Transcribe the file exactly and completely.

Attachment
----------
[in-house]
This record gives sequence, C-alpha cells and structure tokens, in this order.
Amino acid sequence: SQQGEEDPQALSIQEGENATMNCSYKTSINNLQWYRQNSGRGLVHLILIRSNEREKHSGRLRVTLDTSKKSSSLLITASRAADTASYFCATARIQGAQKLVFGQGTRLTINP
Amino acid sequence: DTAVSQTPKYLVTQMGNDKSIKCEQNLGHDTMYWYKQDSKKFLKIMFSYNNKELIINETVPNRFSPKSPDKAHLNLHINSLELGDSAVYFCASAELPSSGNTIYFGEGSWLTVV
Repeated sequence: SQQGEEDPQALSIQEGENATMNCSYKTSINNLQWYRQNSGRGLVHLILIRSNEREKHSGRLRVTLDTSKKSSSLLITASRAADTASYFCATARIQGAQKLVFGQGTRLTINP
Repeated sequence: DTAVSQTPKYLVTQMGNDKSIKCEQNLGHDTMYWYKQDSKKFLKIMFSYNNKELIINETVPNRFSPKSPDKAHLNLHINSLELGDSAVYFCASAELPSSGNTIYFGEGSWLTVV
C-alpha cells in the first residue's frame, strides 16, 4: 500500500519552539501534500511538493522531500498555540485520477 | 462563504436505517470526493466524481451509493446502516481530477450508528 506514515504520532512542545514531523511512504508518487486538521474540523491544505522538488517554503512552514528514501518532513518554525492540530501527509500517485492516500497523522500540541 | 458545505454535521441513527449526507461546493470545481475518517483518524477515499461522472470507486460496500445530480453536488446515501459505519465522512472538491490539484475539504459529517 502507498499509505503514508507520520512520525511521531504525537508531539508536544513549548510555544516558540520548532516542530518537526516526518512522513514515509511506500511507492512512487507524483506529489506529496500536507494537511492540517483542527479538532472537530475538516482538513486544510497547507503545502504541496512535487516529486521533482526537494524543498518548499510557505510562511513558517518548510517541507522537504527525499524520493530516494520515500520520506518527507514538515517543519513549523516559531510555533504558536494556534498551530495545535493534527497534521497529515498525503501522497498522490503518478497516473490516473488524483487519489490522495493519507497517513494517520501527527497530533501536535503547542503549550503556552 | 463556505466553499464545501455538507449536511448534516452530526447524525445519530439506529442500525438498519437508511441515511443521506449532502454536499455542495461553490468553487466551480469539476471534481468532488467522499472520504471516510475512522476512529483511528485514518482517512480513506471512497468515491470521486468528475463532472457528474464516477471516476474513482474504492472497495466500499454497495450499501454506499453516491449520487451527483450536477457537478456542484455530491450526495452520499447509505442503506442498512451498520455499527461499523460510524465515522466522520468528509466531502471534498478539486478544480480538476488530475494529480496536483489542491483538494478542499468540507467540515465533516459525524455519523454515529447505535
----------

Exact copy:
[in-house]
This record gives sequence, C-alpha cells and structure tokens, in this order.
Amino acid sequence: SQQGEEDPQALSIQEGENATMNCSYKTSINNLQWYRQNSGRGLVHLILIRSNEREKHSGRLRVTLDTSKKSSSLLITASRAADTASYFCATARIQGAQKLVFGQGTRLTINP
Amino acid sequence: DTAVSQTPKYLVTQMGNDKSIKCEQNLGHDTMYWYKQDSKKFLKIMFSYNNKELIINETVPNRFSPKSPDKAHLNLHINSLELGDSAVYFCASAELPSSGNTIYFGEGSWLTVV
Repeated sequence: SQQGEEDPQALSIQEGENATMNCSYKTSINNLQWYRQNSGRGLVHLILIRSNEREKHSGRLRVTLDTSKKSSSLLITASRAADTASYFCATARIQGAQKLVFGQGTRLTINP
Repeated sequence: DTAVSQTPKYLVTQMGNDKSIKCEQNLGHDTMYWYKQDSKKFLKIMFSYNNKELIINETVPNRFSPKSPDKAHLNLHINSLELGDSAVYFCASAELPSSGNTIYFGEGSWLTVV
C-alpha cells in the first residue's frame, strides 16, 4: 500500500519552539501534500511538493522531500498555540485520477 | 462563504436505517470526493466524481451509493446502516481530477450508528 506514515504520532512542545514531523511512504508518487486538521474540523491544505522538488517554503512552514528514501518532513518554525492540530501527509500517485492516500497523522500540541 | 458545505454535521441513527449526507461546493470545481475518517483518524477515499461522472470507486460496500445530480453536488446515501459505519465522512472538491490539484475539504459529517 502507498499509505503514508507520520512520525511521531504525537508531539508536544513549548510555544516558540520548532516542530518537526516526518512522513514515509511506500511507492512512487507524483506529489506529496500536507494537511492540517483542527479538532472537530475538516482538513486544510497547507503545502504541496512535487516529486521533482526537494524543498518548499510557505510562511513558517518548510517541507522537504527525499524520493530516494520515500520520506518527507514538515517543519513549523516559531510555533504558536494556534498551530495545535493534527497534521497529515498525503501522497498522490503518478497516473490516473488524483487519489490522495493519507497517513494517520501527527497530533501536535503547542503549550503556552 | 463556505466553499464545501455538507449536511448534516452530526447524525445519530439506529442500525438498519437508511441515511443521506449532502454536499455542495461553490468553487466551480469539476471534481468532488467522499472520504471516510475512522476512529483511528485514518482517512480513506471512497468515491470521486468528475463532472457528474464516477471516476474513482474504492472497495466500499454497495450499501454506499453516491449520487451527483450536477457537478456542484455530491450526495452520499447509505442503506442498512451498520455499527461499523460510524465515522466522520468528509466531502471534498478539486478544480480538476488530475494529480496536483489542491483538494478542499468540507467540515465533516459525524455519523454515529447505535